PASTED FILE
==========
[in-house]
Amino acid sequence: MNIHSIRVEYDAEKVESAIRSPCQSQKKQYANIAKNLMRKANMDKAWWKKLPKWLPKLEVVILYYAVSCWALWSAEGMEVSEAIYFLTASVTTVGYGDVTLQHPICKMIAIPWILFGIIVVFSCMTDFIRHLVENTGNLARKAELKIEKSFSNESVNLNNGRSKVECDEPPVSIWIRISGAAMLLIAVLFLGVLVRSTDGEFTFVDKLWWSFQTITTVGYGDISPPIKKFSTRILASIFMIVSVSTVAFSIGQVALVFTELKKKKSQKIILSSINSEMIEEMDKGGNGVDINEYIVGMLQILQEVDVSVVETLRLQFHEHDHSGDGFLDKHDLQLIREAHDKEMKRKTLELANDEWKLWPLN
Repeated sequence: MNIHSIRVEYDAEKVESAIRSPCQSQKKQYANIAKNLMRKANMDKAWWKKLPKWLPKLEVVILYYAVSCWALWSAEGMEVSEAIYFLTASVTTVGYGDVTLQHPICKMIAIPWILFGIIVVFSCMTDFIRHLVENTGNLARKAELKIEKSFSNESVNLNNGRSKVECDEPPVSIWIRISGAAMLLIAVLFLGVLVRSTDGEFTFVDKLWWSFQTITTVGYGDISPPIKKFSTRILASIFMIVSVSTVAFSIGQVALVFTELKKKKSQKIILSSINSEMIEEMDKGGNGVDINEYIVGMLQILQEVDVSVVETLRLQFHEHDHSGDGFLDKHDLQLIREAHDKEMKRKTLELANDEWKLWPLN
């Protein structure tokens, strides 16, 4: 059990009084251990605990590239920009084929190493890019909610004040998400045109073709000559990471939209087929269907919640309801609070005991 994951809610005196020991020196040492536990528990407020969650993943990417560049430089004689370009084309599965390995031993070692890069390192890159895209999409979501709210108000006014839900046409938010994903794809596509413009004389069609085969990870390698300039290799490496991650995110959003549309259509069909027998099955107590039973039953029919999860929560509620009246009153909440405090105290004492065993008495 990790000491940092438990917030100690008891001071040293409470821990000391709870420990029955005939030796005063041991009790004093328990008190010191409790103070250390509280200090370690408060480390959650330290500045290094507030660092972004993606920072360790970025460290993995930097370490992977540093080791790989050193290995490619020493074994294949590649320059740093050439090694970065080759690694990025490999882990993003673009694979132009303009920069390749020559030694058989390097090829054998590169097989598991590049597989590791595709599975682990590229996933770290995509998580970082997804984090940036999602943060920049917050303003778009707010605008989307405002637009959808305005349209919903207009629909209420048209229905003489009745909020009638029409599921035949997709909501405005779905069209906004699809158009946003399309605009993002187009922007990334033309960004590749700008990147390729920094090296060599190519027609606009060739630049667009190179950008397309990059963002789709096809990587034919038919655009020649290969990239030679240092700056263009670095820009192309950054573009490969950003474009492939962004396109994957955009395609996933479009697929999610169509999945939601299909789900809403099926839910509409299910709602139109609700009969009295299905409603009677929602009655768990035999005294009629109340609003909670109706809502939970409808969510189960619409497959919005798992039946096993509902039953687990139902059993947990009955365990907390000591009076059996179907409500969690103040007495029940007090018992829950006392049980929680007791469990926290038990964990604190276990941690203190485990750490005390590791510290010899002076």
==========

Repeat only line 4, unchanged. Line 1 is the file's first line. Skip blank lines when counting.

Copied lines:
């Protein structure tokens, strides 16, 4: 059990009084251990605990590239920009084929190493890019909610004040998400045109073709000559990471939209087929269907919640309801609070005991 994951809610005196020991020196040492536990528990407020969650993943990417560049430089004689370009084309599965390995031993070692890069390192890159895209999409979501709210108000006014839900046409938010994903794809596509413009004389069609085969990870390698300039290799490496991650995110959003549309259509069909027998099955107590039973039953029919999860929560509620009246009153909440405090105290004492065993008495 990790000491940092438990917030100690008891001071040293409470821990000391709870420990029955005939030796005063041991009790004093328990008190010191409790103070250390509280200090370690408060480390959650330290500045290094507030660092972004993606920072360790970025460290993995930097370490992977540093080791790989050193290995490619020493074994294949590649320059740093050439090694970065080759690694990025490999882990993003673009694979132009303009920069390749020559030694058989390097090829054998590169097989598991590049597989590791595709599975682990590229996933770290995509998580970082997804984090940036999602943060920049917050303003778009707010605008989307405002637009959808305005349209919903207009629909209420048209229905003489009745909020009638029409599921035949997709909501405005779905069209906004699809158009946003399309605009993002187009922007990334033309960004590749700008990147390729920094090296060599190519027609606009060739630049667009190179950008397309990059963002789709096809990587034919038919655009020649290969990239030679240092700056263009670095820009192309950054573009490969950003474009492939962004396109994957955009395609996933479009697929999610169509999945939601299909789900809403099926839910509409299910709602139109609700009969009295299905409603009677929602009655768990035999005294009629109340609003909670109706809502939970409808969510189960619409497959919005798992039946096993509902039953687990139902059993947990009955365990907390000591009076059996179907409500969690103040007495029940007090018992829950006392049980929680007791469990926290038990964990604190276990941690203190485990750490005390590791510290010899002076």